The first third of the movie is also extremely baffling. I think I mentioned in another review that I was once on the worst quest ever. This stupid quest involved seeing every Kiefer Sutherland movie that was ever made. I so wanted to be a hipster, guys. In my mind, that was hilarious. Well, Kiefer was in this movie and I don't really get the involvement with him and the story. I read on IMDB that a movie was cut together from all of the deleted scenes from Fire Walk With Me, but I really have no urge to see that. Anchorman already fooled me with that offer and I will not be made fool of again! But there's this whole story of another murder that involved Bob that Chris Isaacs and Kiefer Sutherland have to solve. They go missing and that's the end of that plot line. Then Lynch goes super-Lynchian and starts having David Bowie appear without a lick of context. People show up in weird masks that never made their appearance on the show and I am just left scratching my head. I'm all for weird if there is purpose. Maybe I'm just stuck into a safe place when it comes to my film watching, but Fire Walk With Me just is an example of how goofy crap doesn't always really work. Please, don't make me watch Eraserhead again. Or Inland Empire. Those movies make Fire Walk With Me look normal. I just want a frame of reference for some of this stuff. I guess it is the same thing that makes me angry about putting in "the cool scene". I feel like Lynch believes he's a genius because everyone always calls him such, thus his cool scenes always make it into the film. I honestly believe that Lynch has fights with anyone who questions his choices. He seems like a crochety guy to begin with and he probably really believes that his artistic vision is the most important thing. I just want to know that someone out there is telling him that maybe he should look twice at scenes. But he is constantly affirmed for his weirdness. I like the Black Lodge stuff in moderation. But the more that Twin Peaks visits the Black Lodge, the less it really all matters. It's just like the Borg in Voyager. (I honestly think that might be the second time I've made that comparison on this sight.) Keep it a bit of a mystery and we're all friends. Entrench me in the Black Lodge and it becomes an annoying art piece. (Art pieces aren't annoying. There are, however, annoying art pieces.)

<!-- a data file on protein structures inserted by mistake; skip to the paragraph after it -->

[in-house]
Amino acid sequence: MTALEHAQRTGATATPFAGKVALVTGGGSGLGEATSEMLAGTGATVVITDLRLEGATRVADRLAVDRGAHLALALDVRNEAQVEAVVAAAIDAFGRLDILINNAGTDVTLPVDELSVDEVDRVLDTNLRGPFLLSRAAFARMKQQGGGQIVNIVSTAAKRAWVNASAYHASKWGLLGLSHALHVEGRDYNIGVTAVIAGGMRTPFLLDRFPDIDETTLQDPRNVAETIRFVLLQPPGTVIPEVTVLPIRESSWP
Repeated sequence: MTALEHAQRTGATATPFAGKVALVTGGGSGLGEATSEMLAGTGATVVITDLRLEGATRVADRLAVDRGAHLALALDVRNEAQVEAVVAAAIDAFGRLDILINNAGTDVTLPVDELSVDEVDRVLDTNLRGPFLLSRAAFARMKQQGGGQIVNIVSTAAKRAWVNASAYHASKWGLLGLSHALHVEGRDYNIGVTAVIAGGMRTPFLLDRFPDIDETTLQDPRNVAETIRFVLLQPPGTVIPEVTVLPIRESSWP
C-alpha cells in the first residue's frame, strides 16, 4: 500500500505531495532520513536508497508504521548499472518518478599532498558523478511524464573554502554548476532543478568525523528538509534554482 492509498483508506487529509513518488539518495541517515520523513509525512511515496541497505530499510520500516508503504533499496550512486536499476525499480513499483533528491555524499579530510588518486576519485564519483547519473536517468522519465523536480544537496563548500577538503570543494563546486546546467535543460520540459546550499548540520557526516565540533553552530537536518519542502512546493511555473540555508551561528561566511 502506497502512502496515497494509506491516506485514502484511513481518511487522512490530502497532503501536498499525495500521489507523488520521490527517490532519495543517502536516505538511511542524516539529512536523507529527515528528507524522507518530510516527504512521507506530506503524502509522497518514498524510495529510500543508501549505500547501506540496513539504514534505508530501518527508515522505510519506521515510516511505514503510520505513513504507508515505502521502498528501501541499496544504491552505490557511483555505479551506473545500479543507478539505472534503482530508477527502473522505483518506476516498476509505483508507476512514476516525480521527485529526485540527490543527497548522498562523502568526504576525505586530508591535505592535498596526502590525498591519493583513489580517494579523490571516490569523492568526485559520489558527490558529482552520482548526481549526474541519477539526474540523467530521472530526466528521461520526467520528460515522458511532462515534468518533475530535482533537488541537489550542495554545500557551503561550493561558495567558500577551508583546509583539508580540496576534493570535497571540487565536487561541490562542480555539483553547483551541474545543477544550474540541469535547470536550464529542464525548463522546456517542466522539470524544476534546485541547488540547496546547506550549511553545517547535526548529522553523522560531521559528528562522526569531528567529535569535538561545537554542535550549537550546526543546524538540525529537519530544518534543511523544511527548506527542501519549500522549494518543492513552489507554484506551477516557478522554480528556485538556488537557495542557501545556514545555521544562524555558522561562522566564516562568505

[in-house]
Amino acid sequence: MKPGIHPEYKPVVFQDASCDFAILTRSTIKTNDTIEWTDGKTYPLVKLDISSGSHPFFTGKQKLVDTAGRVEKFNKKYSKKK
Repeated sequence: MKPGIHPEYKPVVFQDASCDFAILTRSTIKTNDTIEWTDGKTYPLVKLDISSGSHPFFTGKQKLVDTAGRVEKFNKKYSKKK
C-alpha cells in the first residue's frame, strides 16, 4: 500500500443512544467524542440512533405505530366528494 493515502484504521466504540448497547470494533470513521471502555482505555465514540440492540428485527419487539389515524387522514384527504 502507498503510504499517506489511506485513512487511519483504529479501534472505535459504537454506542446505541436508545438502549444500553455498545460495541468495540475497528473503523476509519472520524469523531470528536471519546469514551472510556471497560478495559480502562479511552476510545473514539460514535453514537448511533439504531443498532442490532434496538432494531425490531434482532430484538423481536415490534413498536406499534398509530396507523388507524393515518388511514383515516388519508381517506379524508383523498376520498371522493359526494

Twin Peaks will probably never be my jam, but I'm getting a thrill out of knowing that I'll have seen all that there is to see about this cult phenomenon. Maybe a part of me likes dogging these movies because my film friends love Lynch so much, but most of me genuinely gets annoyed with him. I feel like I want to like them, but my bar will always be slightly too high for someone who is so lauded for his genius. Who knows? I still have a bunch of reboot episodes to get through. Maybe my opinion will change. The worst part is that I'm probably such a hypocrite that I'll defend Twin Peaks and / or David Lynch at a party given the chance. I do prefer weird to safe, but I also have expectations in my weird soup.